Book Review: How to Listen So People Will Talk

“God gave us two ears and one mouth, so we ought to listen twice as much as we speak.” While we find this well-known saying humorous, the reality behind it is honest. On more than one occasion, we find our mouths are open and our ears effectively shut. Even when we do listen, we often do so with the intent of responding. The issue is such actions kill conversations, if not friendships and marriages. What should be clear: this is no small matter. With the problem identified, how do we go about searching for and finding a solution? Becky Harling, a certified John Maxwell speaker, coach, and trainer, seeks to lead us down the trail to the answer in her new book How to Listen So People Will Talk: Build Stronger Communication and Deeper Connections.

In ten chapters, Mrs. Harling prods the reader to become a better listener by studying “biblically based, practical listening skills” (Harling 20). Throughout the book she emphasizes the importance of asking questions, learning to intentionally listen, and addressing the necessary heart matters. At the end of each chapter are practical exercises to strengthen your listening skills, with sections covering listening to God, listening to your heart, and listening to others.

This book is an immensely practical help for anyone who desires to grow in their listening skills. Harling does not write in the abstract. Her personal stories throughout the chapters and specific calls to application will challenge the reader to put into practice what they’re learning.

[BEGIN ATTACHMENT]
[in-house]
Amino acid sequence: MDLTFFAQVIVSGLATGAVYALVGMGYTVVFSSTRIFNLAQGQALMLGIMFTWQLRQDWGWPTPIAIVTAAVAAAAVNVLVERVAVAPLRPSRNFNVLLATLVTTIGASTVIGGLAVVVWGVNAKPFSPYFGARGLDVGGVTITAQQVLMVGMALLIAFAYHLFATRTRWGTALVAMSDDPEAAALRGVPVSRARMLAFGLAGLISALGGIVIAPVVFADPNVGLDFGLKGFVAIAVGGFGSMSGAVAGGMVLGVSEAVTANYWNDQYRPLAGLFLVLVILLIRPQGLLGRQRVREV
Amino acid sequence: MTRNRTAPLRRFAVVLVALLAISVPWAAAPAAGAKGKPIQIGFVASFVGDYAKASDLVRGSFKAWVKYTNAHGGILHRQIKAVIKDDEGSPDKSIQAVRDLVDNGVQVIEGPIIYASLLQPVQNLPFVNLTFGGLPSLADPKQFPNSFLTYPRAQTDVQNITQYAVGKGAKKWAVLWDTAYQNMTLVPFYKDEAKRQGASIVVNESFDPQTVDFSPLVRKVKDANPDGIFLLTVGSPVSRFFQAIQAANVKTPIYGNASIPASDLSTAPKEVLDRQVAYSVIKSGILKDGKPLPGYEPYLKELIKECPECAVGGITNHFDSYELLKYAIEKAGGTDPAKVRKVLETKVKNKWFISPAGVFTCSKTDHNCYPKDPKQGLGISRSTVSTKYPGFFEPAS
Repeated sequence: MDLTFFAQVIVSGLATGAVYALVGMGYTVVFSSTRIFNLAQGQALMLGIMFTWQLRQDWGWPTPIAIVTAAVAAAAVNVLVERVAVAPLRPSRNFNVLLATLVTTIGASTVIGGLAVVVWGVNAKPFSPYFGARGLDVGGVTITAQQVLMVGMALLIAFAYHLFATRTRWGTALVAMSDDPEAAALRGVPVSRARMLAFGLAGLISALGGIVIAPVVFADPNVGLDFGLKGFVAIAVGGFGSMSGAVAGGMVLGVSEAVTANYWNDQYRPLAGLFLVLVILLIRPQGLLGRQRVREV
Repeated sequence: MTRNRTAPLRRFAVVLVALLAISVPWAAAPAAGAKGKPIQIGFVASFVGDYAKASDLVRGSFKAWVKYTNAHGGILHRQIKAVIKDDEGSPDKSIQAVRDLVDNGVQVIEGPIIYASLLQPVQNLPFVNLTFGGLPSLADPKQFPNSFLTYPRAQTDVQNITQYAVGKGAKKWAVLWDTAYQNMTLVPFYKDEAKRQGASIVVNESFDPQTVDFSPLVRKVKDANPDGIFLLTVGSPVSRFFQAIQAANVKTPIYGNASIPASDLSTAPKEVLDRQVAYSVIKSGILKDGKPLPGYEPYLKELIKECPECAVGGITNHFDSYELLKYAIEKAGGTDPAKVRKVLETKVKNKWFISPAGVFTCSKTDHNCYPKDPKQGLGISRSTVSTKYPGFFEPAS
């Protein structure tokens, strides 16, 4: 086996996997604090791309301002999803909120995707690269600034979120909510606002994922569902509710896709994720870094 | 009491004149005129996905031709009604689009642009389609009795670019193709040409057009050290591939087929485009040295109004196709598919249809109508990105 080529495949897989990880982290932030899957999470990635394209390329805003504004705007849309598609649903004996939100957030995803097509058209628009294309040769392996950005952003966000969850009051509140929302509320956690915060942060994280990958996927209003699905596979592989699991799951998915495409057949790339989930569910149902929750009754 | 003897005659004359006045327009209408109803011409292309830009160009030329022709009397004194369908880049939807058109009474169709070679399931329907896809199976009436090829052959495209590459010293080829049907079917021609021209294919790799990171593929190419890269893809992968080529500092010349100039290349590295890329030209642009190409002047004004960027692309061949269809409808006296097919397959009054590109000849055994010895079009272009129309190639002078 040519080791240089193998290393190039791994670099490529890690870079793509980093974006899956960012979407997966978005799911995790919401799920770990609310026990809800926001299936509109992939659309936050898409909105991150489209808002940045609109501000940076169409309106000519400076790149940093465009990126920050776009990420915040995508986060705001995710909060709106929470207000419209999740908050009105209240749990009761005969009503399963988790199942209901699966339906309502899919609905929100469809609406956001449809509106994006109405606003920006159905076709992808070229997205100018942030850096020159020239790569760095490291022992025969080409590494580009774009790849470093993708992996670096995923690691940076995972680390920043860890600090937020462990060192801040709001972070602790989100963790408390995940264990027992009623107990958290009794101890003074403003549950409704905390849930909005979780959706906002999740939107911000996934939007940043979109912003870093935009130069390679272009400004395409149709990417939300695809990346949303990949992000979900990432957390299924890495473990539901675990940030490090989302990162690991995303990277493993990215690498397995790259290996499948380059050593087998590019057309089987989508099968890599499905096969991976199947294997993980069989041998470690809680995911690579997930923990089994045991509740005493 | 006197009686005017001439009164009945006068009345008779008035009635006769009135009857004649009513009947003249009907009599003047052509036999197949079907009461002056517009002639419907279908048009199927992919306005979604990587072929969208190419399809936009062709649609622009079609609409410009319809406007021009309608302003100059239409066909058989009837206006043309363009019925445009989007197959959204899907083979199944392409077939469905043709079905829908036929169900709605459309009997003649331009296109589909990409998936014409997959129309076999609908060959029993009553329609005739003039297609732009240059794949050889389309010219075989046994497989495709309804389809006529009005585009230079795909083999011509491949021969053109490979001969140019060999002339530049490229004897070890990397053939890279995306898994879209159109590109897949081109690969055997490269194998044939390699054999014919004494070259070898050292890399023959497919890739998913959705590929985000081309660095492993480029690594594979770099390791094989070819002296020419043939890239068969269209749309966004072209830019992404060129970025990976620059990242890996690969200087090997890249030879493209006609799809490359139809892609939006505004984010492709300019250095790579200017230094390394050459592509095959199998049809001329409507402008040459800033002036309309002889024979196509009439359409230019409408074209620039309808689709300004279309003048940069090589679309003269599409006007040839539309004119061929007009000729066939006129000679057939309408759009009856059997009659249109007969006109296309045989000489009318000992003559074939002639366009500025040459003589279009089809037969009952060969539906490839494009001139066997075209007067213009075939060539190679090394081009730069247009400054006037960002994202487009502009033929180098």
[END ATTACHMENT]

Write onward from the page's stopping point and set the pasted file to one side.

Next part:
Yet, for Harling to hit the mark on the ‘what’ of listening, she does not fully draw out the ‘why’. She calls the reader to an others-oriented view of conversation but falls short in pointing them to a robust Christ-centered motivation. To be sure, she uses terms like in Christ, Christian, and Christ-likeness in her descriptions to the reader. The hole in her discussion, though, is the principles laid out assume the gospel. Each chapter contains good principles, but these good principles are given without rooting them in the gospel. Yes, we need to become like Jesus by learning to grow in our listening, as Harling states. However, before we can see Jesus as our example, we must trust in Him as Lord and Savior. We do not begin with what we do in imitating Jesus; we must start with knowing what Jesus did to save us. The author herself makes a great point when she says, “it’s impossible to be a good listener without developing a humble spirit” (Harling 29). When does this development start? When we receive a new heart by repenting of sin and trusting in Jesus Christ as Lord and Savior. To summarize, How to Listen So People Will Talk provides practical depth but lacks gospel depth. This book will help you learn to be better a listener even while it may miss the mark on telling you at the most foundational level why you should be.

I received this book for free from Bethany House for this review. I was not required to write a positive review. The opinions I have expressed are my own and are my honest review of the book.

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